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Microsoft Exchange Server flaw lets attackers misconfigure mailboxes

Microsoft has patched the ProxyToken vulnerability before any evidence of exploitation has emerged

A now-patched vulnerability in Microsoft Exchange Server, dubbed ProxyToken, could be abused by an unauthenticated attacker to perform configuration actions on targeted mailboxes.

This latest flaw in the beleaguered platform is tracked as CVE-2021-33766 and is rated 7.3 out of ten on the threat severity scale, and might give rise to the disclosure of personal information if abused.

A hypothetical example of exploitation, according to researchers with the Zero Day Initiative, could lead to an attacker copying all email addresses on a targeted account and forwarding them to an account controlled by the attacker.  

The flaw lies in the Delegated Authentication feature, a mechanism in which the front-end site passes authentication requests to the back-end system when it detects the presence of a SecurityToken cookie.

Because Microsoft Exchange needs to be specifically configured to use the feature and have the backend carry out checks, the module that handles this delegation isn’t loaded under a default configuration.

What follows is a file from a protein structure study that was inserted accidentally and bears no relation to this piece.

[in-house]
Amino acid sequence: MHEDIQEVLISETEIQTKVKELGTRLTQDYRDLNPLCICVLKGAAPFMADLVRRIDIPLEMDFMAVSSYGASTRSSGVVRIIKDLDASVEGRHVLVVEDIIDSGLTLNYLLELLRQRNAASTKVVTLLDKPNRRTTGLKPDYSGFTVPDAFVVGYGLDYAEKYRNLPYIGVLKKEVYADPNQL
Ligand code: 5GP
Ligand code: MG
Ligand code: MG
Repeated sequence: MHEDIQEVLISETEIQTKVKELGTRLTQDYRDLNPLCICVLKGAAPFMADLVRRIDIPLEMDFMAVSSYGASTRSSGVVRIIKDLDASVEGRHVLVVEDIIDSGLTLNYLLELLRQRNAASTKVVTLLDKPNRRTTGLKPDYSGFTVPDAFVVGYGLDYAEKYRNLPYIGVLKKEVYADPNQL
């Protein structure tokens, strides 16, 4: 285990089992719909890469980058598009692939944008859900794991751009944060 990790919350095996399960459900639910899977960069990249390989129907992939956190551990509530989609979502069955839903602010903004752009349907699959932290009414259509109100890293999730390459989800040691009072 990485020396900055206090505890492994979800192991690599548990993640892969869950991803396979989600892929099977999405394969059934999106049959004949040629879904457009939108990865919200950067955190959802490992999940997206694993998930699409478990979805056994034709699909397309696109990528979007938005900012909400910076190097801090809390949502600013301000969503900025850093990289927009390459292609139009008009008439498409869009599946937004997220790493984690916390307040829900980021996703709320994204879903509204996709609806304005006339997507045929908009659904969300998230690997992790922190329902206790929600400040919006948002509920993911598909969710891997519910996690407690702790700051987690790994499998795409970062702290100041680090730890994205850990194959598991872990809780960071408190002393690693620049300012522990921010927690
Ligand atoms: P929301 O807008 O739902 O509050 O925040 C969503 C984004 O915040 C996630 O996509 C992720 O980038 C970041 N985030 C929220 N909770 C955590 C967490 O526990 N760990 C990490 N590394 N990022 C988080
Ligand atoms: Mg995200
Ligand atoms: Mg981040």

This leads to a bypass as the back-end fails to authenticate incoming requests based on the SecurityToken cookie. The back-end will be completely unaware that it needs to authenticate incoming requests, which means requests can sail through without being subject to authentication on either the front or back-end systems.

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Microsoft patched this vulnerability as part of its Patch Tuesday round of fixes for July, with no evidence so far that hackers have exploited it.

Businesses will be put on high alert in light of the existence of another Microsoft Exchange Server flaw, however, following the supply-chain attack earlier in the year. 

Hackers linked with the Chinese state exploited four flaws in the platform to launch a series of attacks against potentially hundreds of thousands of victims in March, according to security researchers.

The incident was one of many similar supply-chain attacks during 2021, including the infamous SolarWinds hack towards the end of last year.

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